Dobbs, a fourth-round draft choice, said getting used to playing in his first pro game and the speed of everything might have helped get him off to a slow start.
“Adversity hit, but I was proud I was able to respond to that. It’s part of the game. You have to stay upbeat, you have to have confidence in yourself and be ready to respond because your teammates are looking at you, your coaches are looking at you to see how you respond in those situations.”
Both of Watt’s sacks came in the first 5½ minutes, and he also chased quarterback Josh Johnson into a poor pass when he hit him.
Dobbs’ interceptions led to two short New York field-goal drives for a 6-0 lead. Dobbs, though, threw two impressive deep passes, and Hamilton caught them both. He leaped high to pull down a 44-yard reception. Then, with 33 seconds left in the first half, Dobbs threw his best pass of the night, a dart that hit Hamilton in stride over a cornerback in the end zone for a 28-yard touchdown.
His touchdown pass to Hamilton staked the Steelers to a 10-9 lead and came on their first play after Mike Hilton closed in on Giants punt-returner Donte Deayon, who muffed the punt as Hilton recovered at New York’s 28. Hilton, a cornerback with a chance to stick, also had a sack.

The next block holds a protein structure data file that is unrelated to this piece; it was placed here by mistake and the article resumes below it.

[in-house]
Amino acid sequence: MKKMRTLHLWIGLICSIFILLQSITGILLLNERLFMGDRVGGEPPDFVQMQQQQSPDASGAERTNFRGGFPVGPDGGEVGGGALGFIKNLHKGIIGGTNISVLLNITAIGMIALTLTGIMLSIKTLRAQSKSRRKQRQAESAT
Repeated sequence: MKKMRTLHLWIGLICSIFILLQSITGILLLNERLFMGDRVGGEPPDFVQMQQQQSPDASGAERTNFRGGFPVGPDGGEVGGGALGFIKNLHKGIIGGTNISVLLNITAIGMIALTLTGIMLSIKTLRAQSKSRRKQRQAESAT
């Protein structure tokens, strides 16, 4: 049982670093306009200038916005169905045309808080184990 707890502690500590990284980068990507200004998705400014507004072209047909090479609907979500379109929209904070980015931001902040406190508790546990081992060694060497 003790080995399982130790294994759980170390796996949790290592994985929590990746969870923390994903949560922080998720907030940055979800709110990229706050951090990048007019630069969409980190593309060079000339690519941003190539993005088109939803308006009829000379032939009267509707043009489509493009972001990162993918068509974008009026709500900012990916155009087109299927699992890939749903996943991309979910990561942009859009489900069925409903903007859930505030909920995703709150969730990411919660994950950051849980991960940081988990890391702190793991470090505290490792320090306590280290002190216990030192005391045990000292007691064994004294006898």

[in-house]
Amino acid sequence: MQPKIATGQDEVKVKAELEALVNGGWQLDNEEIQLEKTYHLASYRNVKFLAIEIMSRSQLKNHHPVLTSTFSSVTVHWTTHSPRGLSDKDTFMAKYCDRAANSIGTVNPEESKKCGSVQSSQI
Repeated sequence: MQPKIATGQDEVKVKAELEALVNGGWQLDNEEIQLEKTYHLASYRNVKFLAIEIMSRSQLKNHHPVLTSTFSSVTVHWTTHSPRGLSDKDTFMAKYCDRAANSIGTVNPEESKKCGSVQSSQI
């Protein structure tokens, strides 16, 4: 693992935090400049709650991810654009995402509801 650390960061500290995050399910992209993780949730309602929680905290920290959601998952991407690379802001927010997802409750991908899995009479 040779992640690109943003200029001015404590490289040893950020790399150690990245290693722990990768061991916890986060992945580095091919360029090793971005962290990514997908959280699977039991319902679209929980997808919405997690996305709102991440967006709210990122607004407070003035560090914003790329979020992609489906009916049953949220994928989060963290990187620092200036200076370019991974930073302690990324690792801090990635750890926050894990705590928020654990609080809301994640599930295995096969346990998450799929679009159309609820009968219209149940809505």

Other than Watt, it has not been a simmering summer for Steelers rookies, including their first preseason game.
They already were playing without No. 3 draft pick James Conner, who still has not returned fully from a sprained left shoulder sustained on the team’s first day in pads.
Cornerback Cam Sutton, their third-round pick, also did not play after missing most of the first two weeks of training camp.
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Besides Smith-Schuster, Tomlin said there were no other injuries of note, but noted they have to start getting some players back on the field.
“It’s important we get some of these guys back who missed some time tonight,’’ Tomlin said. “It’s important they get back on the field. That point was made to them.”
The Steelers defense played well throughout, holding the Giants to four field goals, even though the Steelers were without five starters. They had just three healthy outside linebackers. The veteran Moats was one of them.
Trailing, 12-10, the veteran linebacker picked off an underthrown Geno Smith pass and returned it 20 yards to the New York 14. Dobbs’ third-down, 7-yard touchdown pass to Xavier Grimble was nullified by a holding call, but Chris Boswell’s 37-yard field goal capitalized on Moats’ turnover to put the Steelers back on top, 13-12.
“Anytime you get the opportunity, you want to be productive,’’ Moats said.
They increased their lead to the final 20-12 early in the fourth quarter on Terrell Watson’s nice 15-yard run around left end, cutting inside the blocking of tight end Jake McGee.
Ed Bouchette: email@example.com and Twitter @EdBouchette.